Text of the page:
And that strategy shows how projects on the ground can deliver results.

Because here in the Sheffield City Region, we know what we can achieve with investment.

Take the Great Yorkshire Way project as an example:

With an initial £56m investment, we were able to link Doncaster Sheffield Airport with the M18.

The last mile of Great Yorkshire Way is just about the most significant mile of road in the Sheffield City Region for decades.

And from that initial investment – and because of both the public and private sectors working together:

  • our region unlocked £1.8bn worth of investment;
  • it created 1,200 jobs;
  • it supported national airport capacity by delivering airport growth.
  • It aided the development of iPort – one of the UK’s largest logistics developments – which now has its own rail freight terminal.

 

This development is a central element of our plans for a

Global Innovation Corridor – which will connect our region’s advanced manufacturing companies with the global opportunities out there.

And all of this was achieved whilst regenerating a former colliery community.

Working together.

Learning from each other.

That’s how we achieve things.

Which is why I warmly welcome the Transport for the North’s Strategic Transport Plan.

Because it gives us the framework to work together.

And we are taking steps forward.

Only last week, we agreed our plan for Northern Powerhouse Rail – which will better connect Sheffield, Liverpool, Leeds, Manchester, Hull, Newcastle and Manchester airport.

But most of all, the Strategic Transport Plan reminds us that,

if we can say with one voice where we want to be,

and if we can show how we can get there,

we can unleash our full potential.

We can develop:

  • A transport network that fully integrates all parts of the North.
  • A transport network that connects our people and our businesses with opportunities both within and beyond our great towns and cities.
  • A transport network that transforms our economy – so that it works better for the 15 million residents of the North.

This conference is an important step in that direction:

  • It is the start of a process in which the North

takes ownership over our own destiny.

  • It is a chance for us to gain a greater say and greater control over the transport investments that will shape our future.
  • And it has the potential to bring together all the efforts across the North to build a transport network that is fit for the 21st

If we get this right – we can transform our economy for generations to come:

  • We can rebalance the decades of underinvestment we’ve seen in our communities – many of which are still suffering the historic legacies of de-industrialisation.
  • We could potentially unlock £100 billion in economic growth for the North’s economy.
  • And we could create 850,000 additional jobs in the process.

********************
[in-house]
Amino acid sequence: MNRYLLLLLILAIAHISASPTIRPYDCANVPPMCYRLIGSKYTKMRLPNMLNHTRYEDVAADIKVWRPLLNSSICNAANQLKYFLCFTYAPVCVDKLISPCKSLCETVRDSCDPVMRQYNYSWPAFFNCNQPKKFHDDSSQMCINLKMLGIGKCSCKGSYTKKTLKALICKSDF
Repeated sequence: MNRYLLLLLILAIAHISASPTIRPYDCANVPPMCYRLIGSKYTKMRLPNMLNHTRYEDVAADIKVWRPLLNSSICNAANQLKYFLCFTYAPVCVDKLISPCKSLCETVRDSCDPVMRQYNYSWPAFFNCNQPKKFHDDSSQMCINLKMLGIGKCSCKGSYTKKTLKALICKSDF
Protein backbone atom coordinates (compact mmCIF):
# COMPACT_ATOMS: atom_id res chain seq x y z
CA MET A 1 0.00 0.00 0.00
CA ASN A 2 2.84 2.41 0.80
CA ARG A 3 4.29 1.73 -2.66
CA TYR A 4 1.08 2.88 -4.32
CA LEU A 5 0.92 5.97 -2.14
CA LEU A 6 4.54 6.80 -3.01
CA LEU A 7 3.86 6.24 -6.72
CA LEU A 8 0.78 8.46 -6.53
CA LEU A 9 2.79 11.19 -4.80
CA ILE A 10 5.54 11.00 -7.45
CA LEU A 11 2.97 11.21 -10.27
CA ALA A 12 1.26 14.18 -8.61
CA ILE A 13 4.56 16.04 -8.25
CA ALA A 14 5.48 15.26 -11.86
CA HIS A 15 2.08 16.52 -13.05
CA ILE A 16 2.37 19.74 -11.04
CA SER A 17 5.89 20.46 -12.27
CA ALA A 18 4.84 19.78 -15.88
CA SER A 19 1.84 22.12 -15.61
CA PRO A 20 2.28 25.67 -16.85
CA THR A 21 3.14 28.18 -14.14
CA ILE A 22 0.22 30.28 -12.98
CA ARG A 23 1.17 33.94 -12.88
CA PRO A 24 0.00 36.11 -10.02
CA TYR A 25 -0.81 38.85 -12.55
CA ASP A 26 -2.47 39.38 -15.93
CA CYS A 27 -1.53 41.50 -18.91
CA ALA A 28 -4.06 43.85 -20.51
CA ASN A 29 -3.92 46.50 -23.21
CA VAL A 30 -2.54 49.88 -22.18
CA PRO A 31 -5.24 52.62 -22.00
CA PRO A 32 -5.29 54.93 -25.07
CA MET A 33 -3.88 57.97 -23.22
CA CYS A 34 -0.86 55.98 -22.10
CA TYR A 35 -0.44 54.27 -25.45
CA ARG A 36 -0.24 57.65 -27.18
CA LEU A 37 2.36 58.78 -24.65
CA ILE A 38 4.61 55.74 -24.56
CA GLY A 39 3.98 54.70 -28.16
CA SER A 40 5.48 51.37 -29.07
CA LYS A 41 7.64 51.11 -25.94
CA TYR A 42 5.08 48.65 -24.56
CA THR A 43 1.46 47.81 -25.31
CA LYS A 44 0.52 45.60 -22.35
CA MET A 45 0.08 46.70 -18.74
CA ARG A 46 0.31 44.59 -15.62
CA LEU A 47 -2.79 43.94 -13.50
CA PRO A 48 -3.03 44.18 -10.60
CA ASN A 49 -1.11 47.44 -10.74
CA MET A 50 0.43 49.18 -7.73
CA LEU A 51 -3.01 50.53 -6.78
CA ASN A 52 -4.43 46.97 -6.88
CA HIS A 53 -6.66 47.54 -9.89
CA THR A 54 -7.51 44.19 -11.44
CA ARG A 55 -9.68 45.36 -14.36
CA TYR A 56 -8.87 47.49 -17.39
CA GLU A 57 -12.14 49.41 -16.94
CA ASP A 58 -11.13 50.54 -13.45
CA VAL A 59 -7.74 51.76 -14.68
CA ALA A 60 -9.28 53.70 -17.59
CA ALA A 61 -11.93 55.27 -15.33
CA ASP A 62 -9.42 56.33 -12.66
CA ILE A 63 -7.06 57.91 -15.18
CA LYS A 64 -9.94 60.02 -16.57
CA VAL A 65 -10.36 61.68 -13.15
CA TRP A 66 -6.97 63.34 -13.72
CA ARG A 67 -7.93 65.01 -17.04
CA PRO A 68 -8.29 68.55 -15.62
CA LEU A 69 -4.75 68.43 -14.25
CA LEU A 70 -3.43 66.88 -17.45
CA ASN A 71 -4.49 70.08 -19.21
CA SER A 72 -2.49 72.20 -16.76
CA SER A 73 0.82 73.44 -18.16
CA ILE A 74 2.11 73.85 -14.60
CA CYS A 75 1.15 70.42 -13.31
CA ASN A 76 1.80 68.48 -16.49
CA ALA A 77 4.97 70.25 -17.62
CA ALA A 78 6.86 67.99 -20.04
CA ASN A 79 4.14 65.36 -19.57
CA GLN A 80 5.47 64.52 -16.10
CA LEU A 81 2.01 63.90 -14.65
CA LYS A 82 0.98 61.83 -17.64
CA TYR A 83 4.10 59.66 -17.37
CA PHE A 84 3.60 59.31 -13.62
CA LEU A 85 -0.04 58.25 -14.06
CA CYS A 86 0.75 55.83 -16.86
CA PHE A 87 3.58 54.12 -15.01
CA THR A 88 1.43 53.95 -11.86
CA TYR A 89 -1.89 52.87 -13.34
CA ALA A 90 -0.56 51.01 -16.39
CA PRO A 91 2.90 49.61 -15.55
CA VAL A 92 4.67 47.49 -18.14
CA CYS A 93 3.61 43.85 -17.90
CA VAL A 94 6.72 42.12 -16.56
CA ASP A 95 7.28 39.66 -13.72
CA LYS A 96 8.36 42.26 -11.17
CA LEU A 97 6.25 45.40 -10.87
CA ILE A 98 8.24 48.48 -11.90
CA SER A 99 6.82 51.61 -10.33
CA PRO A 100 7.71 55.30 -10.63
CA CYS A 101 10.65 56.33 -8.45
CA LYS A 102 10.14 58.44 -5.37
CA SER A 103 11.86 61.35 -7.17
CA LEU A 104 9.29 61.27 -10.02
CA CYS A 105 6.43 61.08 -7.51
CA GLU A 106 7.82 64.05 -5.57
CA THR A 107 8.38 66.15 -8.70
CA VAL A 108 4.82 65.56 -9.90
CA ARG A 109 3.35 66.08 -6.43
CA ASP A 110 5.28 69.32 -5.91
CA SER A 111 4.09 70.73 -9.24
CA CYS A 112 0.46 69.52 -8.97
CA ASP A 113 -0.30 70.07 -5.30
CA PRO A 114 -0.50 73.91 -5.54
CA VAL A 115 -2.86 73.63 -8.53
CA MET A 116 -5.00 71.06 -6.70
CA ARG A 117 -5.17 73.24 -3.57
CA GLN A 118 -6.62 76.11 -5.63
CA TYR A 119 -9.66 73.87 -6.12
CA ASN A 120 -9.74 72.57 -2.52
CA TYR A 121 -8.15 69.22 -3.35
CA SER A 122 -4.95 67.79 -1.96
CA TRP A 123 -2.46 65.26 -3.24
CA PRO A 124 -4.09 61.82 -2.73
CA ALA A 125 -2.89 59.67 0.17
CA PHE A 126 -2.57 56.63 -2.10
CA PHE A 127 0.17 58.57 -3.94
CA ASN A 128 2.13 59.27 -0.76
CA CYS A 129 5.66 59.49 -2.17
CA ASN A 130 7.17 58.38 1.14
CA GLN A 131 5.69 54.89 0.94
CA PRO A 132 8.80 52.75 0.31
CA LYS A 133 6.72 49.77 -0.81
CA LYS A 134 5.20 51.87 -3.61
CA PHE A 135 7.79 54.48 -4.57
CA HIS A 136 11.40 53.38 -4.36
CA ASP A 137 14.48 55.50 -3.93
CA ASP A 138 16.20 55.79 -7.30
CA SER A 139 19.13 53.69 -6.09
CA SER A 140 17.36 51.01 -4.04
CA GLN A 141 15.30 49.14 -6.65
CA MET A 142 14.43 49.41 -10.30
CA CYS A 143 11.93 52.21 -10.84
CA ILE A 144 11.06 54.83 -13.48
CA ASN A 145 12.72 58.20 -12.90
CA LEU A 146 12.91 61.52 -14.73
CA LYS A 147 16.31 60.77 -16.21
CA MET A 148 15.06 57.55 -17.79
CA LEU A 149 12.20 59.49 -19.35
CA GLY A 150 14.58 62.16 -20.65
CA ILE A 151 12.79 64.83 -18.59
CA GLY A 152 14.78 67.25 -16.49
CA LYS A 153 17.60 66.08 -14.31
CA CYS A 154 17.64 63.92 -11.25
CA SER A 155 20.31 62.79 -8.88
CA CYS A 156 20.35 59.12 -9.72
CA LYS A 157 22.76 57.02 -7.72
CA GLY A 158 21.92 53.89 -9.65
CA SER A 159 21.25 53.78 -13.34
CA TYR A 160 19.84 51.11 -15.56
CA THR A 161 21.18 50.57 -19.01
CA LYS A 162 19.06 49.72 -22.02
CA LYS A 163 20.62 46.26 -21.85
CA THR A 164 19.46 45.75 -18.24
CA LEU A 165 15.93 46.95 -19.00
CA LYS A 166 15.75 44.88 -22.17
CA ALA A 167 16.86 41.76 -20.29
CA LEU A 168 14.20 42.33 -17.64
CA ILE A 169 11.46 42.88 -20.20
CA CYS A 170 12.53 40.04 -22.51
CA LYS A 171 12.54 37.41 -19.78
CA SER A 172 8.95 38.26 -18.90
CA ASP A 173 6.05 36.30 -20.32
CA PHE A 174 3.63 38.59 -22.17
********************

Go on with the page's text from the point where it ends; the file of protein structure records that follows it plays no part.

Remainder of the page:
That is the transformative change that we aspire to.

That is our ambition.

But we need Government to play its part with us.

The gap between London and the South East and the North is particularly stark when it comes to transport spending.

The government’s own figures show that in 2017-18, for every £1 spent on transport in Yorkshire and the Humber, £3.20 was spent on London’s transport networks.

This cannot go on.

Since being elected Mayor of the Sheffield City Region, I have been leveraging my position as an MP to help make the voice of the North heard.

And I have been making the case to Government that the North needs to see a greater level and a fairer share of national infrastructure investment.

We need to realise the potential benefits that investment across the North can bring for both our communities and for our national economy.

Because as we face the future, we need all parts of our country firing on all cylinders.

Communities across the North need change.

And we can deliver that change.

Because I know all of us in this room subscribe to that simple idea that

no community across the North should feel cut off from growth and economic opportunity.

The Strategic Transport Plan shows what can be achieved through political collaboration around that common objective.

It shows that we are confident;

It shows that we know what we want;

And it shows that we have a plan to get there.

But we can only achieve this if we work together:

  • Public and private sector;
  • Local, regional and national Government;
  • Working with communities to deliver the transformative change that our people deserve and expect.

So today, our message to Government is clear:

We want you to work with us.

Because we have before us a unique opportunity to transform the North’s economy for generations to come.

So back us.

Get behind us.

Give us the powers.

Give us the funding.

And together, we will get the job done.

Thank you.

– Mayor Dan Jarvis